More Evidence of post-QE Deflation Bias

Thu, Sep 25, 2014 - 8:01am

The POSX has surged through 85 today and looks to be on its way to 87+. Just more evidence that our current theme/idea of temporary deflation is, in fact, playing out.

Below is a 5-year chart of the POSX. Note that since this " post-QE deflation" trend took hold, The Pig has rallied nearly 8% and, by getting through resistance just below 85, it looks set to continue rallying toward the 2010 highs between 87 and 89.

So what is so interesting about that? Do you recall what was happening in mid-2o10??

Between December 2008 and June 2010, The Fed purchased a combined total of about $1.6T of MBS and treasuries. In late 2009 and before the program began to wind down in 2010, The POSX began to rally in anticipation that that was the last of it...that The Fed was done and that QE was over for good. Anticipating the deflation that might follow, The POSX shot UP from 80 to 89 in under six months. (Sound familiar?)

Of course, The Great Ponzi began to rattle and shake without Fed liquidity and you know the rest. QE2 was announced just five months later in November 2010 and by mid-2011, The Pig was back down to 78.

We are, right now, in the exact same position! The "market" thinks that QE has been tapered to ZERO, never to be re-started. Do you think that? Probably not but we have to let the "market" sort this out for itself. Perhaps a war or false flag will provide cover for the Fed to start QE4? Does it even matter? You know it's coming and it's just a matter of when.

Back in 2010, the paper gold "market" didn't quite know what to do. It rallied and backed off. Sold off and then rallied. In the end, from late 2009 through mid-2010, price was about flat. And what do we see now?? Since the "taper" announcement last fall, gold has rallied and back off. It has sold off and rallied. In the end, price is about flat.

I still think that price is likely to weaken a bit more in the days ahead as the prospect of running the stops below $1180 has to have The Cartel Monkeys salivating. However, from just a purely "market"-based perspective, how much lower can/will it go IF you believe as I do that perpetual QE is now a necessity for the maintenance of the current system.

(And please don't tell me how gold slid 30% during QE3. Is it not clear to you by now that, after seeing gold rally about 70% during both QE1 and QE2, aggressive action was taken to prevent a similar rise during QE3? A rally which would have implied a price of about $2800 by 2014!)

In the end, QE will resume. The POSX will fall and gold will rally. Those that claim that "the bull market in gold is over" and that "gold is heading to $500" are either ignorant of history or purposefully misleading you. Gold will soon make a very important low and reversal. Prepare accordingly.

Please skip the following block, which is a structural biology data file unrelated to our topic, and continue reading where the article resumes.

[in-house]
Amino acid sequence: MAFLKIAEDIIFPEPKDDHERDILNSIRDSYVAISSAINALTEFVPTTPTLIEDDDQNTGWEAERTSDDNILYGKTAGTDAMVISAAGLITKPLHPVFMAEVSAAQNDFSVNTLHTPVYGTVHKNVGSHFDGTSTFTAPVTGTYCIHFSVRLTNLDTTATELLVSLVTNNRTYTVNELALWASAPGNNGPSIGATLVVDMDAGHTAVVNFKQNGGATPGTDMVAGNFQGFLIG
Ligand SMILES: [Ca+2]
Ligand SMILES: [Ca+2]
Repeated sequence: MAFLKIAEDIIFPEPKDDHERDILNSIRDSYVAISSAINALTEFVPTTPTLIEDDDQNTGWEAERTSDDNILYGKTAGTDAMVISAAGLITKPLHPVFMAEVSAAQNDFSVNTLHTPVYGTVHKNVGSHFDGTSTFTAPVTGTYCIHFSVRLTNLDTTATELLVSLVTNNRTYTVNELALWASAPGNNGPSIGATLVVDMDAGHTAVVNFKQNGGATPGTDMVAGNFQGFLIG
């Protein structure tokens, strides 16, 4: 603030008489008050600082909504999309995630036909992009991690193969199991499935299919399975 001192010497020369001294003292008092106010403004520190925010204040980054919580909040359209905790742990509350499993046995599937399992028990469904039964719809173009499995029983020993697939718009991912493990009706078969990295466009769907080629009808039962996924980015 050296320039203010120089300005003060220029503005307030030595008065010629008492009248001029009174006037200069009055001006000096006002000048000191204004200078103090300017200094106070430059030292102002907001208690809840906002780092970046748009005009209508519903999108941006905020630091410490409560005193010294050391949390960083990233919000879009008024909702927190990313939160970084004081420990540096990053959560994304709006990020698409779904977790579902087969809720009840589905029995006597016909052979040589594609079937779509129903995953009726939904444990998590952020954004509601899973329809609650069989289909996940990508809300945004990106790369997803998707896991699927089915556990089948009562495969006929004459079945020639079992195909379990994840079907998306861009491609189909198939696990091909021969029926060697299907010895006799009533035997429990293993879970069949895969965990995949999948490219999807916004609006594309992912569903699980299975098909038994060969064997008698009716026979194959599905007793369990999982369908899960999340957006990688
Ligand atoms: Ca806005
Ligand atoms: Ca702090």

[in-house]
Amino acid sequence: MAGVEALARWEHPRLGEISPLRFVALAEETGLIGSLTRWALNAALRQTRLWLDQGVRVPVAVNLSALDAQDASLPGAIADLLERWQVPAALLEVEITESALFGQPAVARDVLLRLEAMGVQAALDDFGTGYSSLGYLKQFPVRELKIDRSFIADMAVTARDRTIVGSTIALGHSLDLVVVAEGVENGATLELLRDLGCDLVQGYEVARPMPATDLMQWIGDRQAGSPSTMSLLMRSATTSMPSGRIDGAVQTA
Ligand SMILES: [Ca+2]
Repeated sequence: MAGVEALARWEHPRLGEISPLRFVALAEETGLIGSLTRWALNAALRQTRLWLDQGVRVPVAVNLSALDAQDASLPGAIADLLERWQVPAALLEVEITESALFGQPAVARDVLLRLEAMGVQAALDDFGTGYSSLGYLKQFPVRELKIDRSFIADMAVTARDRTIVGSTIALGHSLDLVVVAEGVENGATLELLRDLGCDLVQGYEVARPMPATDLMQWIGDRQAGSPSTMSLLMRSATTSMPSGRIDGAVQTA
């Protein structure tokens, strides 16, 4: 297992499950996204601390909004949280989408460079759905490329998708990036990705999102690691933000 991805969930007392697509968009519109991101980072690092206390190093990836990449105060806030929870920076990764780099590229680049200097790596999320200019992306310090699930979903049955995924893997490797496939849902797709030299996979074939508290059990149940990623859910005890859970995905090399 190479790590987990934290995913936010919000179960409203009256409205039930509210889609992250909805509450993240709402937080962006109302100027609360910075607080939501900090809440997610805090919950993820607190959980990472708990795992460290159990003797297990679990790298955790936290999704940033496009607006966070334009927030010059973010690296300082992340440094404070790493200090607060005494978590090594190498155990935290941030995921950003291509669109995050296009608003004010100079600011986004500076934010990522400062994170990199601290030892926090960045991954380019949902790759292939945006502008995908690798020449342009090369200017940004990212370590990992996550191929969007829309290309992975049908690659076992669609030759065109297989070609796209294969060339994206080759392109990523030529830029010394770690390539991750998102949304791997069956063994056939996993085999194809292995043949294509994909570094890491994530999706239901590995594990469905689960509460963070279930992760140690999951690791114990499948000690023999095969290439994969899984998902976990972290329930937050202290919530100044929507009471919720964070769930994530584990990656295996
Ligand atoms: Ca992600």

About the Author

turd [at] tfmetalsreport [dot] com ()


Sep 24, 2014 - 11:05am

Just a heads up

I think I'll make this public and send it over to the usual outlets later today or tomorrow.

Sep 24, 2014 - 11:11am


Mugatu Crazy Pills:

Sep 24, 2014 - 11:20am


but I read it first

H - original
Sep 24, 2014 - 11:20am


I made Turd..

Thanks Turd... been lurking for a long time.

Had to get out of my silver positions way back at $23 to accommodate family needs - excited by this cheap opportunity to get back in :)

4 oz
Sep 24, 2014 - 11:20am

Isn't this Yoga Wednesday?

Isn't this Yoga Wednesday? Nice to have a post so early today, ty!!

Sep 24, 2014 - 11:21am

2nd again?

Hi Turd,

Good jobs.

We'll know the true outcome after this expiry is over this week.

Sep 24, 2014 - 11:21am

making this public . . .good!

Turd Sooner then later please. Thanks

Sep 24, 2014 - 11:24am
Sep 24, 2014 - 11:30am

Tough Job

I completely agree with Turd's analysis today. The only thing I struggle with is the fact we heard "the bottom is in!!!" "Clear double bottom" " I was the only one saying gold is not going lower after the double bottom" in a multitude of podcasts. I don't fault anyone because a prediction is just that, and because the manipulation is so blatant. I just struggle to see what is ahead of us and am frustrated. I follow Rick Rule pretty close and even he thought a bottom was in but left a caveat that he had not seen a true capitulation as has happened in the past. In the meantime I plan to do what anybody should do in the bowels of a PM bear market. Keep stacking physical. And stacking. And stacking. I just bought a monster of a safe and these prices are going to help me fill it!

Sep 24, 2014 - 11:35am

Another possibility

Is that this is simply policy as reward for Europe keeping the pressure on Russia.

The Euro had an extended period of undeserved relative strength that continued to weigh heavily on their economies. The architect FED programming this financial matrix has enjoyed a low dollar and a rising stock market.... and now its time for the US to take some rising dollar pain on its 'stellar' economy... though I'm pretty sure the plan will be to hold stocks while relentlessly beating the PM's lower.